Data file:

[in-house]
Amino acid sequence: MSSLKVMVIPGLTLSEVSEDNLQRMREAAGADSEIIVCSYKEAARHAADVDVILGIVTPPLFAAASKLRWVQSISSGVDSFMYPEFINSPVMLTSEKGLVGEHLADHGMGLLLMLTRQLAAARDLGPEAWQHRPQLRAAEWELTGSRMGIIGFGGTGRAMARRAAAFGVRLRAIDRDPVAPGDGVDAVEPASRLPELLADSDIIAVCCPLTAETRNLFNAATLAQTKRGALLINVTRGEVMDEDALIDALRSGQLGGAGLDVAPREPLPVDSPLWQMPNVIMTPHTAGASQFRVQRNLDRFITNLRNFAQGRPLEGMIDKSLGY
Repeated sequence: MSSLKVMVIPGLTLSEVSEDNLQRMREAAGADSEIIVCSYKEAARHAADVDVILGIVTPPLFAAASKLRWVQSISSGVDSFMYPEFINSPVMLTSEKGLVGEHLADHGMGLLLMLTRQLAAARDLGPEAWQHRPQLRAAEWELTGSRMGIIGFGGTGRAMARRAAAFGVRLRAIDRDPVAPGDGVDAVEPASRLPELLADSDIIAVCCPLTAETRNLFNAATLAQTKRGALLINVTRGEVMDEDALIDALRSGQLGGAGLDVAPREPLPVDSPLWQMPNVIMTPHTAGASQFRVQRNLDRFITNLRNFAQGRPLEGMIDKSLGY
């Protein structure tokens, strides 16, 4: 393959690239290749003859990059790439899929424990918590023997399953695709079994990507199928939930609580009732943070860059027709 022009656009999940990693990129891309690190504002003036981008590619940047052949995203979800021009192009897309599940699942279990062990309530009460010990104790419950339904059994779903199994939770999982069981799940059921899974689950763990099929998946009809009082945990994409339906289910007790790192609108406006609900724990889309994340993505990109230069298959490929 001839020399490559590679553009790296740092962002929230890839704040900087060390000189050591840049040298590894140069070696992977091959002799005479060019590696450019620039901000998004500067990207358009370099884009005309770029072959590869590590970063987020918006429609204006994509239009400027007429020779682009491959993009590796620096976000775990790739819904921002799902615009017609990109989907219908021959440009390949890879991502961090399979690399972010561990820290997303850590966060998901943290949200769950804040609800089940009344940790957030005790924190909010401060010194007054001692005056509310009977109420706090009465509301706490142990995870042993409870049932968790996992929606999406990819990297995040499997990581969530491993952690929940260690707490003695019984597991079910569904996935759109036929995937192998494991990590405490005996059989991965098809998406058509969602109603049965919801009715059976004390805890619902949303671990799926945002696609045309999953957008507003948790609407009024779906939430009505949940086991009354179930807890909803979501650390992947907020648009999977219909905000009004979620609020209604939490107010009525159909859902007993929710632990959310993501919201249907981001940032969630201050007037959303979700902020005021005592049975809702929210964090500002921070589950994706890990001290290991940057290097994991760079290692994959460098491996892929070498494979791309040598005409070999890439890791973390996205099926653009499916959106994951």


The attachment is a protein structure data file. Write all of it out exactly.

[in-house]
Amino acid sequence: MSSLKVMVIPGLTLSEVSEDNLQRMREAAGADSEIIVCSYKEAARHAADVDVILGIVTPPLFAAASKLRWVQSISSGVDSFMYPEFINSPVMLTSEKGLVGEHLADHGMGLLLMLTRQLAAARDLGPEAWQHRPQLRAAEWELTGSRMGIIGFGGTGRAMARRAAAFGVRLRAIDRDPVAPGDGVDAVEPASRLPELLADSDIIAVCCPLTAETRNLFNAATLAQTKRGALLINVTRGEVMDEDALIDALRSGQLGGAGLDVAPREPLPVDSPLWQMPNVIMTPHTAGASQFRVQRNLDRFITNLRNFAQGRPLEGMIDKSLGY
Repeated sequence: MSSLKVMVIPGLTLSEVSEDNLQRMREAAGADSEIIVCSYKEAARHAADVDVILGIVTPPLFAAASKLRWVQSISSGVDSFMYPEFINSPVMLTSEKGLVGEHLADHGMGLLLMLTRQLAAARDLGPEAWQHRPQLRAAEWELTGSRMGIIGFGGTGRAMARRAAAFGVRLRAIDRDPVAPGDGVDAVEPASRLPELLADSDIIAVCCPLTAETRNLFNAATLAQTKRGALLINVTRGEVMDEDALIDALRSGQLGGAGLDVAPREPLPVDSPLWQMPNVIMTPHTAGASQFRVQRNLDRFITNLRNFAQGRPLEGMIDKSLGY
């Protein structure tokens, strides 16, 4: 393959690239290749003859990059790439899929424990918590023997399953695709079994990507199928939930609580009732943070860059027709 022009656009999940990693990129891309690190504002003036981008590619940047052949995203979800021009192009897309599940699942279990062990309530009460010990104790419950339904059994779903199994939770999982069981799940059921899974689950763990099929998946009809009082945990994409339906289910007790790192609108406006609900724990889309994340993505990109230069298959490929 001839020399490559590679553009790296740092962002929230890839704040900087060390000189050591840049040298590894140069070696992977091959002799005479060019590696450019620039901000998004500067990207358009370099884009005309770029072959590869590590970063987020918006429609204006994509239009400027007429020779682009491959993009590796620096976000775990790739819904921002799902615009017609990109989907219908021959440009390949890879991502961090399979690399972010561990820290997303850590966060998901943290949200769950804040609800089940009344940790957030005790924190909010401060010194007054001692005056509310009977109420706090009465509301706490142990995870042993409870049932968790996992929606999406990819990297995040499997990581969530491993952690929940260690707490003695019984597991079910569904996935759109036929995937192998494991990590405490005996059989991965098809998406058509969602109603049965919801009715059976004390805890619902949303671990799926945002696609045309999953957008507003948790609407009024779906939430009505949940086991009354179930807890909803979501650390992947907020648009999977219909905000009004979620609020209604939490107010009525159909859902007993929710632990959310993501919201249907981001940032969630201050007037959303979700902020005021005592049975809702929210964090500002921070589950994706890990001290290991940057290097994991760079290692994959460098491996892929070498494979791309040598005409070999890439890791973390996205099926653009499916959106994951």